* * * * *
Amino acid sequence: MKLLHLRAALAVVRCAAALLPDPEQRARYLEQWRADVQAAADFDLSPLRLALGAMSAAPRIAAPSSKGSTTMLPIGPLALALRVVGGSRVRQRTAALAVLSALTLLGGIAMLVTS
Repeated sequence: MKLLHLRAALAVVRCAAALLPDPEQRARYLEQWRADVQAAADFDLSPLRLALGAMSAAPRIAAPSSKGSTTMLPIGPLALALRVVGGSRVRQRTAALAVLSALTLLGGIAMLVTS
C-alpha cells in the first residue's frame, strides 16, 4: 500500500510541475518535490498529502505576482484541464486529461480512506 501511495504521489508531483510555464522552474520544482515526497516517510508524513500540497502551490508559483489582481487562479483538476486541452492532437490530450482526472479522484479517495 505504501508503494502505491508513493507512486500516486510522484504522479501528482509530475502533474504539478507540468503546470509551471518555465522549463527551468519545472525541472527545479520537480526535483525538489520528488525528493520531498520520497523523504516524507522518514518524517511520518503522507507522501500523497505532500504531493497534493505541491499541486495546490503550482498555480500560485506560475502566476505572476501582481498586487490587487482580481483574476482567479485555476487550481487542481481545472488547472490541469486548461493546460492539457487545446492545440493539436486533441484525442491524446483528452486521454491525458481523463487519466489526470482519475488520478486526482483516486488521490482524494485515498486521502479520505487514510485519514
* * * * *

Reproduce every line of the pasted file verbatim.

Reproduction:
Amino acid sequence: MKLLHLRAALAVVRCAAALLPDPEQRARYLEQWRADVQAAADFDLSPLRLALGAMSAAPRIAAPSSKGSTTMLPIGPLALALRVVGGSRVRQRTAALAVLSALTLLGGIAMLVTS
Repeated sequence: MKLLHLRAALAVVRCAAALLPDPEQRARYLEQWRADVQAAADFDLSPLRLALGAMSAAPRIAAPSSKGSTTMLPIGPLALALRVVGGSRVRQRTAALAVLSALTLLGGIAMLVTS
C-alpha cells in the first residue's frame, strides 16, 4: 500500500510541475518535490498529502505576482484541464486529461480512506 501511495504521489508531483510555464522552474520544482515526497516517510508524513500540497502551490508559483489582481487562479483538476486541452492532437490530450482526472479522484479517495 505504501508503494502505491508513493507512486500516486510522484504522479501528482509530475502533474504539478507540468503546470509551471518555465522549463527551468519545472525541472527545479520537480526535483525538489520528488525528493520531498520520497523523504516524507522518514518524517511520518503522507507522501500523497505532500504531493497534493505541491499541486495546490503550482498555480500560485506560475502566476505572476501582481498586487490587487482580481483574476482567479485555476487550481487542481481545472488547472490541469486548461493546460492539457487545446492545440493539436486533441484525442491524446483528452486521454491525458481523463487519466489526470482519475488520478486526482483516486488521490482524494485515498486521502479520505487514510485519514